Diabetes doesn’t just affect the person who has it. Diabetes changes the lives of everyone in the family. Whoever does most of the cooking has to consider many things before cooking dinner every night.
My husband was diagnosed with diabetes at the beginning of our marriage, 15 years ago. I cannot tell you the number of diabetes education classes we attended. A diabetes education nurse once said, “Greg, this is all about you.” I came unglued. Really? This is about us, our family.
I didn’t want to cook different meals for each of us every day. In addition to my husband’s diabetes, my family has a history of heart issues, and I certainly don’t want to drop dead because of hardened arteries. As a result, I do not cook with salt, unless a recipe has to have it. By trial and error I learned when salt was necessary. By playing with different spices, vinegars and herbs, I’ve learned to make almost everything I cook taste great. Rarely have we sat down for dinner and hated what we were eating.
The diabetes education classes discussed reading and learning about labels, food products and food portions. Occasionally we’ll want potato chips or canned baked beans at the neighborhood cookout, but otherwise we buy very few items that have a label. Actually, in the end, it just seemed much easier to cook fresh than trying to decipher a label. I’d say between 90-95 percent of our meals are home made and honestly, with a little planning, do not take much more time than waiting for the oven to preheat and then cooking that frozen pizza.
Many of our friends and family think a “home cooked meal” is one made from a box or bag. While a bag of frozen veggies would be a good choice when fresh veggies are not in season, I always tell my friends to shop the perimeter of the grocery store.
Most grocery chains have the produce, meats, dairy and bakery toward the walls of the store, while the aisles contain dry, canned, frozen or processed foods. It is just as quick to cook fresh veggies as it is to pop in a packaged dinner. I’m a huge condiment fan. I love flavored oils and vinegars and salt-free spices. Those once bland veggies now have tons of flavor!
My husband used to be a huge meat eater. Over the years, it became harder to keep the pounds off. Now we eat a lot of chicken, and we love fish. Once in a blue moon, we’ll share an 8-ounce steak just to satisfy that craving.
We never were potato people, but both coming from large Italian families, we loved our pasta. When my husband discovered he was diabetic, it took years to learn which foods spiked his sugar levels. Pasta was one of them. We changed to a healthier brand of pasta (yes, store bought) and now he can even have a second small helping without worrying. Making one meal of pasta (from scratch) simply is not worth the cost so the (boxed) brand I buy is one of the exceptions.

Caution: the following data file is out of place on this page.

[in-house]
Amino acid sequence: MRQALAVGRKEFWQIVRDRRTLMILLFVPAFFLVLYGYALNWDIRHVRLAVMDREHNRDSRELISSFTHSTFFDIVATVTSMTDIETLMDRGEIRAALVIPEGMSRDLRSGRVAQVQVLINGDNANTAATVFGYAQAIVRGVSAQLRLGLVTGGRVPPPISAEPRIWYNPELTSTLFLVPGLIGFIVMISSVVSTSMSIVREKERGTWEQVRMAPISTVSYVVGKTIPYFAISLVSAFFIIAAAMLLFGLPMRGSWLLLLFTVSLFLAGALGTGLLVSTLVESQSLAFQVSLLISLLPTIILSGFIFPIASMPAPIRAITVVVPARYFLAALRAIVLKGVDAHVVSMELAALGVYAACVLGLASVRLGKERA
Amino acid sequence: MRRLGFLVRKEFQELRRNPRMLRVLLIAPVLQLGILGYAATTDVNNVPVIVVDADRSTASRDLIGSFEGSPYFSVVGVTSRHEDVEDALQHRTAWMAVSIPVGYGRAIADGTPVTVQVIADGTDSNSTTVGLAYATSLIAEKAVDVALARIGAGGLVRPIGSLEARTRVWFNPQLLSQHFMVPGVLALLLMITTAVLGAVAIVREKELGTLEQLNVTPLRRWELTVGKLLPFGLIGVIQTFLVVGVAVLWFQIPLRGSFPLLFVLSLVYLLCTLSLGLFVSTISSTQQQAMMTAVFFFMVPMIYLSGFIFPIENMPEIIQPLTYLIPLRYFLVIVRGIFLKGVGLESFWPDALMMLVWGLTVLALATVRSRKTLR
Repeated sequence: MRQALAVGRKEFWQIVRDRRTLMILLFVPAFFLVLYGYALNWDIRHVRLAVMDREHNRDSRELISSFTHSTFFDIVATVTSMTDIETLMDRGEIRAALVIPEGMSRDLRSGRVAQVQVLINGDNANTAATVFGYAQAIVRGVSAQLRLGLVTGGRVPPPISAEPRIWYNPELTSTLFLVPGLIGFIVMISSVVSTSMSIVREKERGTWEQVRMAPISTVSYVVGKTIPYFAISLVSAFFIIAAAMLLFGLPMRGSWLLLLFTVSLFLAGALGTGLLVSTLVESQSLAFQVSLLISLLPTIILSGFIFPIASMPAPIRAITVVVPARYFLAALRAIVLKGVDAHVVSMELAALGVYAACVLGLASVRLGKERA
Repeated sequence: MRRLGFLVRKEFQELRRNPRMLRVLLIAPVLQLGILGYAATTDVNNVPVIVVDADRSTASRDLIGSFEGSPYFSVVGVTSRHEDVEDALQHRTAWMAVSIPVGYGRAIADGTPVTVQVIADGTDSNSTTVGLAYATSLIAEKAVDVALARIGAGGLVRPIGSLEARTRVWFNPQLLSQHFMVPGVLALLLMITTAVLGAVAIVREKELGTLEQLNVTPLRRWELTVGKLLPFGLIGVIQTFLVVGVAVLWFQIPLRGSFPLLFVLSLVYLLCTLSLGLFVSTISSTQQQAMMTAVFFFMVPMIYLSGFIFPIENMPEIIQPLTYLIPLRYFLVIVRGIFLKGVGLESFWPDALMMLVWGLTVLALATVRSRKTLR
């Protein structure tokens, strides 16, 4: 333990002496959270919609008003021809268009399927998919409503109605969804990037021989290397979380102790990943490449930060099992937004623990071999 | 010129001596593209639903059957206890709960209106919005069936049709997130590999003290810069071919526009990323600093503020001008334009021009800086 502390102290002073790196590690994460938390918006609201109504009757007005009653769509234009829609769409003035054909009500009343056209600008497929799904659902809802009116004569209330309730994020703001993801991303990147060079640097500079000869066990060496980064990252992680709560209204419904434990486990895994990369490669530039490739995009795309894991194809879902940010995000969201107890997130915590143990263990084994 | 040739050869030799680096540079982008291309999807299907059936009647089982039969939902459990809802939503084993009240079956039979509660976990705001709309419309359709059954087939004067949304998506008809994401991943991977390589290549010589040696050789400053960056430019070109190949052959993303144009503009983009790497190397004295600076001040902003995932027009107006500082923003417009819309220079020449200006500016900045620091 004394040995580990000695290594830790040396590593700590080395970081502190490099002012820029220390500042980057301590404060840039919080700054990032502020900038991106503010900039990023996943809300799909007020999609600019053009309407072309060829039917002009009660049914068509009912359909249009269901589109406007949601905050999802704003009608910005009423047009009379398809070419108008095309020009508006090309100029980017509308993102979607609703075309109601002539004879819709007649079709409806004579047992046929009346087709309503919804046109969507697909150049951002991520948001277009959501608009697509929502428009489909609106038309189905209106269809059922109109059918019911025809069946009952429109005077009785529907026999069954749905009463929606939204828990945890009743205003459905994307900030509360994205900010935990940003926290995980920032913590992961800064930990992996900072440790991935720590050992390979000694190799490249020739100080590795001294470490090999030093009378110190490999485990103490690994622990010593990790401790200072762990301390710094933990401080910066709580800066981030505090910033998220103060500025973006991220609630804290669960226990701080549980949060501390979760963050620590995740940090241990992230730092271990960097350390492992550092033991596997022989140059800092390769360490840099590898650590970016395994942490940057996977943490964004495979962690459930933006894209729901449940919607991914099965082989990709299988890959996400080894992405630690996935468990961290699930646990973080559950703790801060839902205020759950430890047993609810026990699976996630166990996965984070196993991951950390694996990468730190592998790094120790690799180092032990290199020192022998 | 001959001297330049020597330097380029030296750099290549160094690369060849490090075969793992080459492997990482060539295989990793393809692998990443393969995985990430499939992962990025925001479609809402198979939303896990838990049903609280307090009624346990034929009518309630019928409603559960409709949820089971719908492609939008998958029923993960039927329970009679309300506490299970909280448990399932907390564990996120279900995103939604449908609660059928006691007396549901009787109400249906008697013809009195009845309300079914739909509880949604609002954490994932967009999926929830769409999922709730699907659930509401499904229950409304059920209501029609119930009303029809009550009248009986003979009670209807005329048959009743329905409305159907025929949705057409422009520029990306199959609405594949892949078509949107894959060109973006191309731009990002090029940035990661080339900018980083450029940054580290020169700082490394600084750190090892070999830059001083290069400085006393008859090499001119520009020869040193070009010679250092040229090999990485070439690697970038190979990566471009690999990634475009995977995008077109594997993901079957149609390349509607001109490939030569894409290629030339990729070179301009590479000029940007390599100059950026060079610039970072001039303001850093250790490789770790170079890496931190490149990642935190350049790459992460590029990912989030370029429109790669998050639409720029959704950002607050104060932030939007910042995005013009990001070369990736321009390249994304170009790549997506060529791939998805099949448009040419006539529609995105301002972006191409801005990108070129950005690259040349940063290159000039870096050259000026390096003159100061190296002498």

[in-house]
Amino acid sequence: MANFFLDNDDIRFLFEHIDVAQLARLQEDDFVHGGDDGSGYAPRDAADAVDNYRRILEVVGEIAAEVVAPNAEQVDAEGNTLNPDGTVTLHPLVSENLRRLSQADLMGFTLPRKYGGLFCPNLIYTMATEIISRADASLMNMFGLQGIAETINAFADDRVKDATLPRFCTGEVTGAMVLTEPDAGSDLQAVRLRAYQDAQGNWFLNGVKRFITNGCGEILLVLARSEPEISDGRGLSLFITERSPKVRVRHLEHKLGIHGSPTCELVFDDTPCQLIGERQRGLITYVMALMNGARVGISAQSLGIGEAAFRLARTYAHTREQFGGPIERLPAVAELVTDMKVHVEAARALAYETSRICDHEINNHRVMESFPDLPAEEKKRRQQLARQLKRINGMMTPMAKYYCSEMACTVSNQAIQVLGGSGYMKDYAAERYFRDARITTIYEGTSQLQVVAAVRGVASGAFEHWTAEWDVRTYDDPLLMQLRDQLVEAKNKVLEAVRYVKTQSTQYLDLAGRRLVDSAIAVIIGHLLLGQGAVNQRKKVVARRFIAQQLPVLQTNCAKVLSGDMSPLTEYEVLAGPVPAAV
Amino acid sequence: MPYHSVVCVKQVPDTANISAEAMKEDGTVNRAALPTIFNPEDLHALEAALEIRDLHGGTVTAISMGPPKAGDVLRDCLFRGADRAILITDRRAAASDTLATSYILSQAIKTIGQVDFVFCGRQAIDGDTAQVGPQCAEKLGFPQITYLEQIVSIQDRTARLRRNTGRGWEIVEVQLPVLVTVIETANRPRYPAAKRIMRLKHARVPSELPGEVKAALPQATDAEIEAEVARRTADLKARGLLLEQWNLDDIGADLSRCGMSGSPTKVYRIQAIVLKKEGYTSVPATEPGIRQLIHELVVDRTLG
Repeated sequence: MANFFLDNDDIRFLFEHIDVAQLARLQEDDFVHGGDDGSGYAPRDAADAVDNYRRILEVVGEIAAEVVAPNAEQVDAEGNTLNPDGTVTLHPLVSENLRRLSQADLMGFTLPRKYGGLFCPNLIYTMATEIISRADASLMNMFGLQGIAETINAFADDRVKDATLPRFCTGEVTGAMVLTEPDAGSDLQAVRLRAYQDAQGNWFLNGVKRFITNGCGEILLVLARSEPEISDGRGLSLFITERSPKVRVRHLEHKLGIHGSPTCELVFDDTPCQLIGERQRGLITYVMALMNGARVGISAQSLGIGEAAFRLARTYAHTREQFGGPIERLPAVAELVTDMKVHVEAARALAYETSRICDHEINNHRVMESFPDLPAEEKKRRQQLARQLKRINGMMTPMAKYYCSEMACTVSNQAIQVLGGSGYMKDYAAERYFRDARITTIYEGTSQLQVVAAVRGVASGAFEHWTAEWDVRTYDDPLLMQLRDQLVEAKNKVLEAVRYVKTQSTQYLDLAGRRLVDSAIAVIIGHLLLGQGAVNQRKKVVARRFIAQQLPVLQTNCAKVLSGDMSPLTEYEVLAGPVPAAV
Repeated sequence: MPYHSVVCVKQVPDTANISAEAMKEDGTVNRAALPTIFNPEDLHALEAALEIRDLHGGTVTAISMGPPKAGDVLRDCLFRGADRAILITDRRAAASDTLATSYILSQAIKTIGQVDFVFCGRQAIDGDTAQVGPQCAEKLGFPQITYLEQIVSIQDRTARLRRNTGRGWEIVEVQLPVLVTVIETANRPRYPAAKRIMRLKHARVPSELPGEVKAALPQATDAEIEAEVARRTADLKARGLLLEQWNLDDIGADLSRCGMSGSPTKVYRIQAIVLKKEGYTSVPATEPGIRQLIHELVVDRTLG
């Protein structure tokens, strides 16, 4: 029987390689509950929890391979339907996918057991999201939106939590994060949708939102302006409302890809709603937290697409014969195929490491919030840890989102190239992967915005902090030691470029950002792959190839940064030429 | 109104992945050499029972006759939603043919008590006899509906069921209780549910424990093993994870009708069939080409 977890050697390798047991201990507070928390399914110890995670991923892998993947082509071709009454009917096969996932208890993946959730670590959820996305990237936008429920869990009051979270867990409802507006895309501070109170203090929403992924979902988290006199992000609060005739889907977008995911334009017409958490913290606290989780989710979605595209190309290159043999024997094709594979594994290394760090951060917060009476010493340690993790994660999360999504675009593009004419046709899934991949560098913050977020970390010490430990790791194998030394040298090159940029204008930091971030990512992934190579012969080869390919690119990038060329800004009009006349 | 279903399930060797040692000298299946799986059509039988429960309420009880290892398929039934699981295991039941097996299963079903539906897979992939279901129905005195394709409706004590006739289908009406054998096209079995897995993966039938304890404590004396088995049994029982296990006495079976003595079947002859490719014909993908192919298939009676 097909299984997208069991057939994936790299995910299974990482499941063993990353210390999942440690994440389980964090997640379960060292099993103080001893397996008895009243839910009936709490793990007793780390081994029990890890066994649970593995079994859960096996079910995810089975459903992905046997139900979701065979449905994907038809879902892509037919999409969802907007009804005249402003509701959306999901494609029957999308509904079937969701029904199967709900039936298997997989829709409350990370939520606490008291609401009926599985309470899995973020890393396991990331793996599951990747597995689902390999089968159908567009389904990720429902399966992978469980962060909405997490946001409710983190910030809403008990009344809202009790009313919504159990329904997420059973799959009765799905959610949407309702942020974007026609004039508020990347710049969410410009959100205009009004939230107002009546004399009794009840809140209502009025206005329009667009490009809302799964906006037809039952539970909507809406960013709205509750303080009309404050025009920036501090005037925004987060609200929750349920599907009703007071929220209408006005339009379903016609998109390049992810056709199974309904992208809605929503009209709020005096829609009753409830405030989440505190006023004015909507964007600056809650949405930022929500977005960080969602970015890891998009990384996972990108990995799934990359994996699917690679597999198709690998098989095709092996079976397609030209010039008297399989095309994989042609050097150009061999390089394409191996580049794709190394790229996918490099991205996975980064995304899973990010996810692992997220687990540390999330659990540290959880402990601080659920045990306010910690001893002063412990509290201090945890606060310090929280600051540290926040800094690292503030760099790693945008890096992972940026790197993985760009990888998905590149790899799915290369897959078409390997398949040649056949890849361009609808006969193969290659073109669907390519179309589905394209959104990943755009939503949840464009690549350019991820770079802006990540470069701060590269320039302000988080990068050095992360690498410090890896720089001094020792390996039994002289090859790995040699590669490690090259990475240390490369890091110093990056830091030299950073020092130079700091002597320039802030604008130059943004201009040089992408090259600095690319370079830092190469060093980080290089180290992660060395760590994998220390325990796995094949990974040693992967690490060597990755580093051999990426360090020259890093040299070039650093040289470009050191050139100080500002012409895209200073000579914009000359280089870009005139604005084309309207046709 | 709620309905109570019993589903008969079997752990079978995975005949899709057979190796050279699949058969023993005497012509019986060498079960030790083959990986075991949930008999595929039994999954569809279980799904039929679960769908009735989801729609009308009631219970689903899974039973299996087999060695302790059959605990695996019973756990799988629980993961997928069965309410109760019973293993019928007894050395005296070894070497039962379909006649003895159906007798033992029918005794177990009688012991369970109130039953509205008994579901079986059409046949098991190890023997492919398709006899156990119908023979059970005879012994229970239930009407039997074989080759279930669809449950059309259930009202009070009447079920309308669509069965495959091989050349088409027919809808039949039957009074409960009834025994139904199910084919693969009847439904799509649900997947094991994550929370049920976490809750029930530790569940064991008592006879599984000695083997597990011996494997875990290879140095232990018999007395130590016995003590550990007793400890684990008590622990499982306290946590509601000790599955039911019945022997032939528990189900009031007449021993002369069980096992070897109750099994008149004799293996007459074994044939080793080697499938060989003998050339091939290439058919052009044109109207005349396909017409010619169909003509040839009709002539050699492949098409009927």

Diabetics should be watching their total food intake. As the wife of a diabetic, I had to learn that he could have a certain number of carbs each day, and I had to learn how each food affected his sugar levels. Regular boxed pasta would spike his sugar levels hours after he ate. Regular rice, cooked in a rice cooker, would slightly elevate his sugars about two hours after he ate, but jasmine rice didn’t change anything. As far as carbs go, the fact is, the normal person requires about 130 grams of carbs per day for proper brain function. So the idea of carb free, that most folks think about when they hear diabetes, remember there are good and bad carbs, but you do need those good ones to function.
I also learned to balance the total number of calories for the day between three meals and two snacks and to balance the proteins with the fats, again, so sugar levels would not spike. It was a long and exhausting process and, initially, a lot of record keeping on my part.
We started our first garden in 2005 and absolutely love growing fresh veggies. Many times our meals are based on what fresh vegetables are ready to be picked. Our new favorite dish is cauliflower and yellow squash mashed “potatoes,” made with cooked cauliflower, seeded squash and finely diced raw onions prepared in a blender. It tastes pretty darn good and even can pass as lumpy potatoes. We do use a bit of unsalted butter and dill spice to give it that creamy and unique flavor.
Many times I use a spray oil product on veggies, season with tons of herbs and roast them on the grill. I serve the veggies over jasmine rice. One favorite is fresh tomatoes seeded, topped with grated Romano and fresh mozzarella cheese with chopped fresh basil. Put that on the grill until the tomato is soft, serve over rice and a salad on the side ~ yum!
You’d be amazed what can be done with fresh veggies and herbs. I love growing basil. At the end of the season, I chop the leaves, put them in ice cube trays, cover with water and freeze. Using those frozen cubes gets me through until the next year’s garden. I also dehydrate the end of the year crop of peppers (bells, jalapenos, etc.) and grind them in a coffee grinder, making homemade herbs which tastes great in soups, sauces and over veggies. We always have hundreds of cherry tomatoes off one plant and several times during the summer I’ll cut them in half, sprinkle with garlic powder, fresh herbs and dehydrate them. Now I have my homemade sun dried tomatoes which again are great in soups, over salads and chopped up when making any type of dip, including hummus. They are also a great, low calorie snack to pop in your mouth while cooking.
Herbs, spices, flavored oils, vinegars, fresh fruits, unsweetened coconut flakes – all of these can be used to make unique and flavorful meals everyone will enjoy. Consider cooking as an art – with practice you will develop that natural flair for flavor.
Something positive developed as a result of my husband’s diabetes, I discovered I love to cook creatively.